But beyond a rudimentary understanding of Star Trek‘s basic themes and aesthetics, there’s one reason above all that fans should not worry about Quentin Tarantino’s version of the sci-fi classic.
It Probably Won’t Happen
Here’s another thing about Quentin Tarantino. He gets bored with other peoples’ properties.
See, Tarantino has made his way in Hollywood by bringing to life his own concepts and ideas, because they are uniquely his. If it’s his characters and his stories brought forth from his imagination, he’s all in.
But even if a studio is willing to give him (mostly) carte blanche, major, established franchises are big-money enterprises. In the case of Star Trek, Paramount is definitely going to want to be involved.
And the more notes they deliver, the more bored he will become with the project, and the more likely it becomes that he’ll abandon it.
In the early 2000s, Tarantino was all gung ho about working with James Bond producers Eon Productions on an adaptation of Casino Royale. Tarantino was vocal about his plans for the film, saying it would star Pierce Brosnan in a period piece — outside the established film continuity — set in the 1960s.
Eon didn’t even have the rights to Casino Royale at the time, and they were still excited about the prospect of working with Tarantino on the film. They went as far as to send Brosnan a copy of the novel. And while Eon and Sony finally managed to strike a deal to the novel’s rights, Tarantino had already moved on.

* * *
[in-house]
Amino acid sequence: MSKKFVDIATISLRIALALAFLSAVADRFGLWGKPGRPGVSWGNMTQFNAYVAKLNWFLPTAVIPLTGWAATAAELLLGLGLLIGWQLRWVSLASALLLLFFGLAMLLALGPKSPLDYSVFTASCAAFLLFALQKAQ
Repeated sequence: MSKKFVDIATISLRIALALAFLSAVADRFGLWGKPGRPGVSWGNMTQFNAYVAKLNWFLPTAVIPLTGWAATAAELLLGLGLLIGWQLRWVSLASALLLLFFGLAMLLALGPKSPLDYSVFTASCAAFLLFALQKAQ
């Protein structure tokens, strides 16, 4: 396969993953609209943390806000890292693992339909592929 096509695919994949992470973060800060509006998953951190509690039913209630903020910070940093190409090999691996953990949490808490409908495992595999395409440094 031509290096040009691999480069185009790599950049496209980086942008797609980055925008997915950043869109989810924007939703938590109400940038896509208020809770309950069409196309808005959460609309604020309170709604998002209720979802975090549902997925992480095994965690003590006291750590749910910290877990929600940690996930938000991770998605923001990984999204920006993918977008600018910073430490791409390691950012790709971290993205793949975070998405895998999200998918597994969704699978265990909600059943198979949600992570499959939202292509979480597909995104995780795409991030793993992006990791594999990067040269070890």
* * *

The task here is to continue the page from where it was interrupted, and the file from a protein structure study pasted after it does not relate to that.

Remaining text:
Too many t’s to cross and i’s to dot.
At the end of the day, the same concerns fans have are the ones Paramount will have. Oh, sure, Tarantino is a big name and would be given a wide berth. But this is Star Trek. One of the last major gold mines under the Paramount umbrella.
There are going to be studio notes, and Tarantino isn’t the kind to take them without a fight or without walking away.
Watch me be proven wrong about this, but I don’t think a Quentin Tarantino-directed Star Trek film is in the cards.
But if it was, it could work. Maybe.
All images courtesy of startrek.com.